Medications that cause hearing loss and other side effects.

Your ears can be harmed by a remarkably common number of medicines. From popular pain medicine to tinnitus medicine, here’s the low-down on medications that impact your hearing for better or for worse.

Your Hearing Can be Impacted by Drugs

The US accounts for nearly half of the $500 billion dollar pharmaceutical market. Do you regularly use over-the-counter medication? Or perhaps your doctor has prescribed you with some type of medication. It commonly will happen that people ignore the warnings that come with nearly all medications because they think they won’t be affected. That’s why emphasizing that some medications could raise your chance of having loss of hearing is so crucial. A few medications can, on the plus side, assist your hearing, such as tinnitus treatment. But which ones will be an issue for your hearing? But if you get prescribed with a drug that is recognized to lead to loss of hearing, what can you do? A little insight on the subject can really help.

1. Your Ears Can be Hurt by Over-The-Counter Pain Relievers

Most people are surprised to find out that medicine they take so casually might cause hearing loss. How regularly loss of hearing happened in people who were taking many different kinds of painkillers was studied by researchers. This link is backed by a number of studies of both men and women. A collaborative study among Harvard, Brigham Young and Women’s Hospital revealed something shocking. Over-the-counter painkillers, if used daily, will harm hearing. 2 or more times a week is described as regular use. You typically see this regularity in people with chronic pain. Using too much aspirin at once can result in temporary loss of hearing, which could become permanent over time. NSAID drugs that contain ibuprofen, acetaminophen and naproxen appear to be the most common. But you may be surprised to find the one with the strongest link. The culprit was acetaminophen. For men under 50 hearing loss risk nearly doubled if they were managing chronic pain with this drug. Just for the record, prescription painkillers are just as bad. Hearing loss may be caused by the following:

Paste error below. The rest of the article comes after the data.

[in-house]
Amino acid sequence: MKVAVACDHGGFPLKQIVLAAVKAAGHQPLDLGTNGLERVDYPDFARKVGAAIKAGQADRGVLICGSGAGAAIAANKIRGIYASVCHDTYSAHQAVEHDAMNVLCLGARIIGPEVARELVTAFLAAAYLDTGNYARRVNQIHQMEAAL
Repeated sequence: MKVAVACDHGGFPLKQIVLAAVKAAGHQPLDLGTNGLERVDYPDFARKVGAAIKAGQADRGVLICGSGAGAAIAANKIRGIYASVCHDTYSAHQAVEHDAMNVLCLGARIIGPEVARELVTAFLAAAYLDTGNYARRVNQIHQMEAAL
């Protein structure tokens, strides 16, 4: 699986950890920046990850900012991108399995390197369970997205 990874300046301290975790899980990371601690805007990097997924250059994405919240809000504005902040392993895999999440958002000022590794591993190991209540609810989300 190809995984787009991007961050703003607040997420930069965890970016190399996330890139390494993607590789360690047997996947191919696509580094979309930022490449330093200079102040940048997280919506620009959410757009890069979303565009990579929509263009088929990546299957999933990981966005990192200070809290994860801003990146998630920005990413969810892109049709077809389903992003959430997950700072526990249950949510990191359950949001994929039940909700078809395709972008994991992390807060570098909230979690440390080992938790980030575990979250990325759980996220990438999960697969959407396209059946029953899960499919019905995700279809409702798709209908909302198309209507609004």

• Oxycodone
  • Fentinol
  • Methadone

The specific cause of the loss of hearing is unclear. The nerves in the inner ear that pick up sound could be killed by the decrease of blood flow possibly caused by these drugs. That’s why sustained use of these drugs may result in permanent hearing loss.

2. Some Antibiotics Are Ototoxic

If your not allergic, most antibiotics should be reasonably safe if used as directed. But the kind of antibiotic known as Aminoglycoside could raise hearing loss. Human studies haven’t yet come up with solid data because they are in their initial stages. But there absolutely seem to be a few people who have noticed hearing loss after taking these drugs. Results from animal-testing are convincing enough. There might be something to be worried about as indicated by the medical community. Mice that took these antibiotics, over a period of time, ultimately lost their hearing for good, every single time. The following illnesses are commonly treated with Aminoglycoside antibiotics:

  • Some other respiratory diseases
  • Tuberculosis (TB)
  • Bacterial meningitis
  • Cystic fibrosis